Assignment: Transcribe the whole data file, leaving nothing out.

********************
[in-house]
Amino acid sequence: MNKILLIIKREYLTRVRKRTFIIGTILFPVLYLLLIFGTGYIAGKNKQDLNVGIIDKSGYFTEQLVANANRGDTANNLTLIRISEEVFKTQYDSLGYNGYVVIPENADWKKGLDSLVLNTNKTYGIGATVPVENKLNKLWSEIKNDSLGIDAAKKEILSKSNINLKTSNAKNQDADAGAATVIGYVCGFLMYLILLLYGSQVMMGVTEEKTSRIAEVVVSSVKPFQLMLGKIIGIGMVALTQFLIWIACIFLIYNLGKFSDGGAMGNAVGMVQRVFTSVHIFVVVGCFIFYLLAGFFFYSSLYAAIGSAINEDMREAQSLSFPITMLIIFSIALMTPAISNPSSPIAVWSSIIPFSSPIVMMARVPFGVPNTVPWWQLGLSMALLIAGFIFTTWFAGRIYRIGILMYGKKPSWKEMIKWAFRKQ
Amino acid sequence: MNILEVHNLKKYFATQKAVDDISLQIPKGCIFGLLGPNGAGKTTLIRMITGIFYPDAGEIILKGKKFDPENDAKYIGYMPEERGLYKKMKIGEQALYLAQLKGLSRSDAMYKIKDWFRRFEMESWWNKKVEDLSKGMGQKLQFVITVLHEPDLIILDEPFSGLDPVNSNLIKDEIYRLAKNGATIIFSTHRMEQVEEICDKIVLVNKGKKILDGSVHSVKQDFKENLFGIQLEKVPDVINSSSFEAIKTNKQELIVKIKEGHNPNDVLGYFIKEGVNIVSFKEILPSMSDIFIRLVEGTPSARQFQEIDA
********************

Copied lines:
[in-house]
Amino acid sequence: MNKILLIIKREYLTRVRKRTFIIGTILFPVLYLLLIFGTGYIAGKNKQDLNVGIIDKSGYFTEQLVANANRGDTANNLTLIRISEEVFKTQYDSLGYNGYVVIPENADWKKGLDSLVLNTNKTYGIGATVPVENKLNKLWSEIKNDSLGIDAAKKEILSKSNINLKTSNAKNQDADAGAATVIGYVCGFLMYLILLLYGSQVMMGVTEEKTSRIAEVVVSSVKPFQLMLGKIIGIGMVALTQFLIWIACIFLIYNLGKFSDGGAMGNAVGMVQRVFTSVHIFVVVGCFIFYLLAGFFFYSSLYAAIGSAINEDMREAQSLSFPITMLIIFSIALMTPAISNPSSPIAVWSSIIPFSSPIVMMARVPFGVPNTVPWWQLGLSMALLIAGFIFTTWFAGRIYRIGILMYGKKPSWKEMIKWAFRKQ
Amino acid sequence: MNILEVHNLKKYFATQKAVDDISLQIPKGCIFGLLGPNGAGKTTLIRMITGIFYPDAGEIILKGKKFDPENDAKYIGYMPEERGLYKKMKIGEQALYLAQLKGLSRSDAMYKIKDWFRRFEMESWWNKKVEDLSKGMGQKLQFVITVLHEPDLIILDEPFSGLDPVNSNLIKDEIYRLAKNGATIIFSTHRMEQVEEICDKIVLVNKGKKILDGSVHSVKQDFKENLFGIQLEKVPDVINSSSFEAIKTNKQELIVKIKEGHNPNDVLGYFIKEGVNIVSFKEILPSMSDIFIRLVEGTPSARQFQEIDA